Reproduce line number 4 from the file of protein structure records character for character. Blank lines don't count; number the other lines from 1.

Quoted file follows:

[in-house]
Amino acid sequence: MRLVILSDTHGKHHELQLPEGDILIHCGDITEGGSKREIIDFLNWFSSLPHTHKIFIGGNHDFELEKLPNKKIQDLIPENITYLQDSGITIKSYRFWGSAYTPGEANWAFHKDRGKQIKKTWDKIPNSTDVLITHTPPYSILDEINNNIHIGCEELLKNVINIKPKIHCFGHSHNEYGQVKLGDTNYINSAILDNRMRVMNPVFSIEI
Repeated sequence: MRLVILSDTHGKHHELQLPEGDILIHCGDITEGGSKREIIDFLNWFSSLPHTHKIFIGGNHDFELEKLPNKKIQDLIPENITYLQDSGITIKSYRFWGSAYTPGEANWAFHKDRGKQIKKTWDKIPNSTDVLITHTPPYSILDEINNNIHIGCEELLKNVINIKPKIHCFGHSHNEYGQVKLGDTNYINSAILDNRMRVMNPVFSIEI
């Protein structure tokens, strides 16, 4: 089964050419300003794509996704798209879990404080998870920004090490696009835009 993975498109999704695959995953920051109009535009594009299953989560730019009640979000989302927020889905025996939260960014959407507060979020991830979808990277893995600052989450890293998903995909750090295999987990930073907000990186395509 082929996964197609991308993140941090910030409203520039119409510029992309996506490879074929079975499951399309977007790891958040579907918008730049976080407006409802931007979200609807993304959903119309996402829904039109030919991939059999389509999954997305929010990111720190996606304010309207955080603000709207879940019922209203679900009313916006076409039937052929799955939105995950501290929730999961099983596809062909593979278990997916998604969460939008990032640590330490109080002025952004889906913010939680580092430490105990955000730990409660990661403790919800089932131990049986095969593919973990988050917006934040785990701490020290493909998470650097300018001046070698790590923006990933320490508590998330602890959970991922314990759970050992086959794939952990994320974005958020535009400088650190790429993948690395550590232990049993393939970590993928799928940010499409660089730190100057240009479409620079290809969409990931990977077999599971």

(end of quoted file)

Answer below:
């Protein structure tokens, strides 16, 4: 089964050419300003794509996704798209879990404080998870920004090490696009835009 993975498109999704695959995953920051109009535009594009299953989560730019009640979000989302927020889905025996939260960014959407507060979020991830979808990277893995600052989450890293998903995909750090295999987990930073907000990186395509 082929996964197609991308993140941090910030409203520039119409510029992309996506490879074929079975499951399309977007790891958040579907918008730049976080407006409802931007979200609807993304959903119309996402829904039109030919991939059999389509999954997305929010990111720190996606304010309207955080603000709207879940019922209203679900009313916006076409039937052929799955939105995950501290929730999961099983596809062909593979278990997916998604969460939008990032640590330490109080002025952004889906913010939680580092430490105990955000730990409660990661403790919800089932131990049986095969593919973990988050917006934040785990701490020290493909998470650097300018001046070698790590923006990933320490508590998330602890959970991922314990759970050992086959794939952990994320974005958020535009400088650190790429993948690395550590232990049993393939970590993928799928940010499409660089730190100057240009479409620079290809969409990931990977077999599971």